Lectures

What is a lecture?

Lecturing is the second oldest form of teaching. "Lecture" comes from the Latin lecture, meaning "to read aloud". (The oldest form of teaching and persuasion was the one-to-one dialogue or conversation of the ancient Greek philosophers; this approach is still used in the modern Tutorial.)

Lecturing was an early form of educational technology and arose at a time when books were expensive and rare; reading them to others was the most efficient way to communicate or introduce new content.

What are the benefits?

Lecturing is still very effective in introducing new topics to large groups. When supplemented with modern communication technologies such as microphones and digital displays, a lecture can communicate the enthusiasm and passion of a discipline expert.

More recently, researchers and practitioners have also developed ways to make the lecture format more interactive and engaging by using Guided Notes and critically evaluating the application of the lecture. [See Choosing to Lecture]

Use a lecture when:

  • the basic instructional task is to give information
  • the information is nowhere else available or is difficult to obtain
  • some content material must be organised in a special way
  • you are trying to establish learner interest in a subject
  • the material presented is needed for only short-term retention
  • introducing a subject or giving directions or learning tasks that will be pursued or developed through some other techniques.

What are the challenges?

The downside of lecturing is that it often takes place in a Large Group setting and is often non-interactive and one-way communication; hence, it is less Student-Centred and less likely to engage all the individual learners at any given time.

Additionally, students often criticise lectures for trying to present too much information. That is, the lecture is overloaded with facts and doesn't allow any time for critical thought or reflection. In addition to providing information, lectures should generate understanding and thought.

How can I teach lectures effectively?

Structure your lectures well

Careful planning is the key to giving effective lectures. Experienced lecturers can easily adjust the pace of a lecture, focusing on the main points if they are running out of time, and adding additional facts, examples, stories and anecdotes if they are ahead of time.

When starting out, use the following basic structure as a guide:

Introduction: Let students know what to expect in the lecture

State the purpose of the lecture.Put this in the context of what they are learning.Give a summary of your aims and the material you plan to cover.This should grab the students' attention and clearly signpost where the lecture will lead.Revise earlier material if necessary.This ensures that you are all at the same starting point.Aim to grab students' attention from the beginning.e.g. open with a controversial statement and put it in the context of your lecture; tell a relevant anecdotal story highlighting the issues at hand.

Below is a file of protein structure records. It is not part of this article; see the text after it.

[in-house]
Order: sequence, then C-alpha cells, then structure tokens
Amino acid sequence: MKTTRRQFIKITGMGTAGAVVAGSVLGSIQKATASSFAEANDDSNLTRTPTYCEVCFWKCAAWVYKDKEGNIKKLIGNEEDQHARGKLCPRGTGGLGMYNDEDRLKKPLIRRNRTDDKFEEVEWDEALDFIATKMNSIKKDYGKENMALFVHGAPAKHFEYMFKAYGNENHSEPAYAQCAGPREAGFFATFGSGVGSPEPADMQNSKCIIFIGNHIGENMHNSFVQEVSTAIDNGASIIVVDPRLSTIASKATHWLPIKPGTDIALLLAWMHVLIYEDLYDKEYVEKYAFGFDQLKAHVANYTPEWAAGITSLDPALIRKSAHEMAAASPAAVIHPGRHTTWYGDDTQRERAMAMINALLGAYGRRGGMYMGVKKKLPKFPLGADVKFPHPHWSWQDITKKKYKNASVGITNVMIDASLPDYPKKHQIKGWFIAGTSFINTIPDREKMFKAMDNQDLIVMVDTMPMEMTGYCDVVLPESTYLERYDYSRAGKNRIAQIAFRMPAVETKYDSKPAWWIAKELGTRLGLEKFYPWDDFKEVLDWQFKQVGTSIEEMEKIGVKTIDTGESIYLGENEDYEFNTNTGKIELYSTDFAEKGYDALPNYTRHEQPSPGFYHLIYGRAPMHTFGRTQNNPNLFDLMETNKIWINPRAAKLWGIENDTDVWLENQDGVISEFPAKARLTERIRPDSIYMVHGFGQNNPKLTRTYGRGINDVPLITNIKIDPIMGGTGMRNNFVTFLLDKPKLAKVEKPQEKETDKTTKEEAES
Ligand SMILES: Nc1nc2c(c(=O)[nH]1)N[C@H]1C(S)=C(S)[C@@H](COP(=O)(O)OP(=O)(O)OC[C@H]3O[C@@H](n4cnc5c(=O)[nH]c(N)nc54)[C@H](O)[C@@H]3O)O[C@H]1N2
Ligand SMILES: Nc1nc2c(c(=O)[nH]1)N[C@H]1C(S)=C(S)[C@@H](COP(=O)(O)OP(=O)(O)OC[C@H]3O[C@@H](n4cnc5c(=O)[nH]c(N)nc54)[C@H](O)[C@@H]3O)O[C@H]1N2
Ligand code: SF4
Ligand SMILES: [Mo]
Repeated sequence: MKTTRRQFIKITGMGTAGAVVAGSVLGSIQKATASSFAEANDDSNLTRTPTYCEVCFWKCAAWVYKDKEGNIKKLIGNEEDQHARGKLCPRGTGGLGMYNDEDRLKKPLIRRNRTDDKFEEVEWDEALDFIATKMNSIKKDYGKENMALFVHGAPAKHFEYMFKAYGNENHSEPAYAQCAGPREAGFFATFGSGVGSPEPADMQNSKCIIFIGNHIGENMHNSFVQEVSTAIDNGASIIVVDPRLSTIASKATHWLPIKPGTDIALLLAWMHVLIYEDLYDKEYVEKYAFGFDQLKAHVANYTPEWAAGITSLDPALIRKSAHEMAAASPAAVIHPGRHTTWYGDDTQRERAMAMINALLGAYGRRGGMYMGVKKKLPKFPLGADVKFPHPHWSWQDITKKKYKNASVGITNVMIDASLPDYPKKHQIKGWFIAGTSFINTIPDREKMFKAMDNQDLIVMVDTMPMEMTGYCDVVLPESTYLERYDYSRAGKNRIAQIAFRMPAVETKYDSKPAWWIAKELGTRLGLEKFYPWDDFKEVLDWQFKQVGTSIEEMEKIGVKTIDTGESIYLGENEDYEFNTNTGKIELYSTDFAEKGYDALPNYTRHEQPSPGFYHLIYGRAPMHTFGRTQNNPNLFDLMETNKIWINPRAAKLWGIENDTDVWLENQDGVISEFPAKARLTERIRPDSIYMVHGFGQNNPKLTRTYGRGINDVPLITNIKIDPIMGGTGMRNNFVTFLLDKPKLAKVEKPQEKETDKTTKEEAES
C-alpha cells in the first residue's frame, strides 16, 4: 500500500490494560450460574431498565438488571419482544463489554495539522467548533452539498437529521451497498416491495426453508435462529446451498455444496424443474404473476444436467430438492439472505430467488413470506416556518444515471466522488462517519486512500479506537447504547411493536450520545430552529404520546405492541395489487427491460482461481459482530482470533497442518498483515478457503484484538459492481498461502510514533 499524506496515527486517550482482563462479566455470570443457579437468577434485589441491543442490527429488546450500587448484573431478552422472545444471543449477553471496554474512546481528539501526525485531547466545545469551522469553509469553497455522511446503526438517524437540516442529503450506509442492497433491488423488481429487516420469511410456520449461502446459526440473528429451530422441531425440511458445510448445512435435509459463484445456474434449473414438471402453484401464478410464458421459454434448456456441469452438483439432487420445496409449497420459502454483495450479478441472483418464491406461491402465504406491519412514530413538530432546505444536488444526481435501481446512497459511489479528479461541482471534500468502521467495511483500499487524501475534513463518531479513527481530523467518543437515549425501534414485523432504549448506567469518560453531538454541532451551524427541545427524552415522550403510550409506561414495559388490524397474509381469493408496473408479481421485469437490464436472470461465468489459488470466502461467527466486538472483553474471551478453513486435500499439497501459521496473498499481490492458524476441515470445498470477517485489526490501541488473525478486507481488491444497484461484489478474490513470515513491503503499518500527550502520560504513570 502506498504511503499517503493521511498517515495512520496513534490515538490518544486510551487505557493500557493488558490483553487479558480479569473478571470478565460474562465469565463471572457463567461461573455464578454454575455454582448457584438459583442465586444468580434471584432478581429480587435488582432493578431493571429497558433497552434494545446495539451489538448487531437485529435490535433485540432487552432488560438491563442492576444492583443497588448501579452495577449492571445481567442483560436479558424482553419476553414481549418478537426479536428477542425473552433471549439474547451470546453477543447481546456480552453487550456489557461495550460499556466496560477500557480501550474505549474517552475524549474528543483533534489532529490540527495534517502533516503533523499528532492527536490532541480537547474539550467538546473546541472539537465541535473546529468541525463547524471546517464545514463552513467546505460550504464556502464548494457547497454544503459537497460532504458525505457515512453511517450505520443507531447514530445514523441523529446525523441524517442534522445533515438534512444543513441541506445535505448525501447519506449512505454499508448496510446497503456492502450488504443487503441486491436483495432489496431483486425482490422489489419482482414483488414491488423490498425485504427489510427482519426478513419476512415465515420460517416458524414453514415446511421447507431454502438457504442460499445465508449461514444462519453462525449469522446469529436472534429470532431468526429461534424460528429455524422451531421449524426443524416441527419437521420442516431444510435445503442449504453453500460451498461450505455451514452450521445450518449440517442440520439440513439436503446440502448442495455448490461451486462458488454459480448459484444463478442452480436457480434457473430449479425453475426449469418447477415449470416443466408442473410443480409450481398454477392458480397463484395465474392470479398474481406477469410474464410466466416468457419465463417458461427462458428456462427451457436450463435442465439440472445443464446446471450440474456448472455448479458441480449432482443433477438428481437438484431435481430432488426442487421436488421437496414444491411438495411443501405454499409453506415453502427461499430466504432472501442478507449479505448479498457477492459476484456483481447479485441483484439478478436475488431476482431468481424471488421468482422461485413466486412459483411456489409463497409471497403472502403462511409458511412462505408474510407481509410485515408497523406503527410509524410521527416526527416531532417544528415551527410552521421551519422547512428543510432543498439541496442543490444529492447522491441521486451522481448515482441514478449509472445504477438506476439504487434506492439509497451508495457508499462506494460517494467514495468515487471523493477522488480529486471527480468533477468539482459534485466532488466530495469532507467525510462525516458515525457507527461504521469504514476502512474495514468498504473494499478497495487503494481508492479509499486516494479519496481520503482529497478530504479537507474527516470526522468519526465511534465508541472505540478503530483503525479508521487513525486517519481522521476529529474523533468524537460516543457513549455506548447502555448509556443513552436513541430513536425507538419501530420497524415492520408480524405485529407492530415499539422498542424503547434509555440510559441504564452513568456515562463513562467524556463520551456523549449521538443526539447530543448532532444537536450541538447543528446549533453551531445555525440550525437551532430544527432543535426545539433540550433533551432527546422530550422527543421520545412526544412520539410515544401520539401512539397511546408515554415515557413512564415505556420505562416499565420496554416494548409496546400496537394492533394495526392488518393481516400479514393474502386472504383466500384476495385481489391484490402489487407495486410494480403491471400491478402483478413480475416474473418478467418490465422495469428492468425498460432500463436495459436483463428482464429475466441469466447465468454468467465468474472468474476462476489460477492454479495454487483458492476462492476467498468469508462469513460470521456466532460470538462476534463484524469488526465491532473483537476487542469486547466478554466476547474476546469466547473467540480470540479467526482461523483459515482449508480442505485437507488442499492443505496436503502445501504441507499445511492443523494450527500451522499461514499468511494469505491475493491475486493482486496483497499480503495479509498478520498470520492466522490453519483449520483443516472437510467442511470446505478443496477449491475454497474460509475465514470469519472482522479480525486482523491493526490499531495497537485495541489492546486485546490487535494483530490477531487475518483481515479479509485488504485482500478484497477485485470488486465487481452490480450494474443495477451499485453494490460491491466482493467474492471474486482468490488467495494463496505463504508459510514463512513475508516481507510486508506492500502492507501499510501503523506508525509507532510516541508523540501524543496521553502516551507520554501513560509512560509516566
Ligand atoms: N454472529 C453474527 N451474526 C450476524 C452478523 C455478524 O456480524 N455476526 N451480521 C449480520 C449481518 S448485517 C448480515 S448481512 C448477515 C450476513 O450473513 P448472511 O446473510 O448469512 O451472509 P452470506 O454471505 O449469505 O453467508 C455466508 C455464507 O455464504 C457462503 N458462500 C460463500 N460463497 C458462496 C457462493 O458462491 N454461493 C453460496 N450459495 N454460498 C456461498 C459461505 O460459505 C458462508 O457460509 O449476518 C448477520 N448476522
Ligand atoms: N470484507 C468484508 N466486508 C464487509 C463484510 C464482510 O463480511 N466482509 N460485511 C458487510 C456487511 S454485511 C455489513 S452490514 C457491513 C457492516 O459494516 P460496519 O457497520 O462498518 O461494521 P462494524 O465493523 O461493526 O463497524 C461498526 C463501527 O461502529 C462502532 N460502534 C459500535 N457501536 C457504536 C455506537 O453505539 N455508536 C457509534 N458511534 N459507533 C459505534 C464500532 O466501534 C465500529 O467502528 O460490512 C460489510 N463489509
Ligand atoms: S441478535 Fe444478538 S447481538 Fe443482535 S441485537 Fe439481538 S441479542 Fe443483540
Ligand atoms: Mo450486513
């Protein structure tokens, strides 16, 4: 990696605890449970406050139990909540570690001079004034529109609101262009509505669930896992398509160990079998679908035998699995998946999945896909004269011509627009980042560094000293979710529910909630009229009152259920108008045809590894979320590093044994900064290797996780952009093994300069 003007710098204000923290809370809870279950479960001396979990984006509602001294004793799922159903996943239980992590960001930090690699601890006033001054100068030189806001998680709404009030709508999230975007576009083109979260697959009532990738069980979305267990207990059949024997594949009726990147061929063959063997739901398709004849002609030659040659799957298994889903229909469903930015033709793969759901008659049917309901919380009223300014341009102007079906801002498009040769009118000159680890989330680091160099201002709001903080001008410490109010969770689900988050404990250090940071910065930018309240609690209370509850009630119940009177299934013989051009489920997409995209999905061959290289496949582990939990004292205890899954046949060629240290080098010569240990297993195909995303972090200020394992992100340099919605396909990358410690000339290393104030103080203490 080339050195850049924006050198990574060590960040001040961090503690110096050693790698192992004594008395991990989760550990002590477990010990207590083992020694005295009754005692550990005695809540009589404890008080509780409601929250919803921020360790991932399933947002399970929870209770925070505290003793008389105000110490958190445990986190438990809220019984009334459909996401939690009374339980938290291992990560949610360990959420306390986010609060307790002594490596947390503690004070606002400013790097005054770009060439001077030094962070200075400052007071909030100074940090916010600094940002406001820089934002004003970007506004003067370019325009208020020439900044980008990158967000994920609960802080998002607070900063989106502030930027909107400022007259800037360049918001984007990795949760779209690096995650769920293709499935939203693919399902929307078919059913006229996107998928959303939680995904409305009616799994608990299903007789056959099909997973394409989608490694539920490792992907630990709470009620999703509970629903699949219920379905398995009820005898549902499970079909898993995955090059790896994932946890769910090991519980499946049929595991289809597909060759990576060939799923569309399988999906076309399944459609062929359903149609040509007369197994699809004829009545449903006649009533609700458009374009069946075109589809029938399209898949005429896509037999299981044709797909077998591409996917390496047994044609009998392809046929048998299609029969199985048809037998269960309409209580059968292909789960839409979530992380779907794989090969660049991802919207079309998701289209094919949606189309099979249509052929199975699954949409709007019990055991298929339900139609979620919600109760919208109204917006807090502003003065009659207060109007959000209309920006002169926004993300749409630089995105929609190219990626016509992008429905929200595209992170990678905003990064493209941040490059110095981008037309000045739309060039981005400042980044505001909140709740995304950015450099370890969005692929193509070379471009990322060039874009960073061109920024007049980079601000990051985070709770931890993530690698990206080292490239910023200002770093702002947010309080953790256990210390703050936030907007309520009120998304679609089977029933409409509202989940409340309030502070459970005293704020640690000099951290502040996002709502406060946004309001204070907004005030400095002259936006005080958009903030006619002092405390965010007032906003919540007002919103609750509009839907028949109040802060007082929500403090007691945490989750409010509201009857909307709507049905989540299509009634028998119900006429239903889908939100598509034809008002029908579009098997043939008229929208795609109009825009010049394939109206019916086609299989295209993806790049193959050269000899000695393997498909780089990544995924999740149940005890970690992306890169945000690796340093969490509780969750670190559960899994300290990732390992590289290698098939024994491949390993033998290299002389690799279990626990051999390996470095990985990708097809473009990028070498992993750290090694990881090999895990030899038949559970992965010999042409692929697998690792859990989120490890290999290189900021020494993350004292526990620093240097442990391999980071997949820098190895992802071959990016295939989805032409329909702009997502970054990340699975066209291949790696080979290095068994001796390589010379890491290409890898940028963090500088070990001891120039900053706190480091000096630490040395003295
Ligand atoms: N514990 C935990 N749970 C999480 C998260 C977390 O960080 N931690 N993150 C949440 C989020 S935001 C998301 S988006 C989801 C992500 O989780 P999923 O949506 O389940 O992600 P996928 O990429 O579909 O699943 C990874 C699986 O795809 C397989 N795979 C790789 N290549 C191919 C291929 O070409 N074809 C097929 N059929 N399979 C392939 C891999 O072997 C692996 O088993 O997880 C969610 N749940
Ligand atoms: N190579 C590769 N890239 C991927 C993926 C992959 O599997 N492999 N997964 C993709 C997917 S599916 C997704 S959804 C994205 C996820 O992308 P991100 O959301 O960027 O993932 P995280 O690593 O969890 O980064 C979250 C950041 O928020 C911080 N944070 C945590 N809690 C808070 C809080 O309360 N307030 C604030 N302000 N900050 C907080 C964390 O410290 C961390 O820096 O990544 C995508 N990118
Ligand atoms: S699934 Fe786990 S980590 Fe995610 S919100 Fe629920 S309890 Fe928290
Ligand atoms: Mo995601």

Main Body: Engage students in the main body of the lecture

Cover the main points of the lecture.A good way to structure each of the key points in a lecture is to:

  • state the main point
  • develop and explain the ideas behind it
  • give examples, and
  • provide a restatement of the point.

After covering all of the main points, provide a conclusion.Allow students some thinking time during the lecture.Allow adequate pauses in your lecture for students to absorb the information.Incorporate active learning into your lectures.See "Incorporate active learning" below.Vary the way you present your lecture.Using a mixture of strategies and materials in your lecture (e.g. visual, auditory, problem solving, demonstrations, etc.) helps address the different preferred modes of learning for your students.

Conclusion: Wrapping up the lecture

Explicity summarise each of the main points of the lecture.Start with words like "In summary..." This helps focus students' attention on the key messages of the lecture.Summarise your conclusion.Help students to understand how you arrived at this conclusion.Recap on the purpose of the lecture and state what you will be covering in the next lectureHelp students to make connections between what they have learned and other parts of the course or program.

Incorporate active learning

It is difficult for students to be passive for a long period (e.g. to listen to a lecture) without losing concentration. Research shows that students lose attention in lectures usually after about 15 minutes!

One way to sustain students' attention is to break a lecture up into manageable components. Intersperse new material with active and Student-Centred learning tasks based on the lecture material. Explain the purpose of such activities to students and let them know when the formal lecture will resume.

Here are some simple suggestions to engage students in active learning and help make your lectures more effective: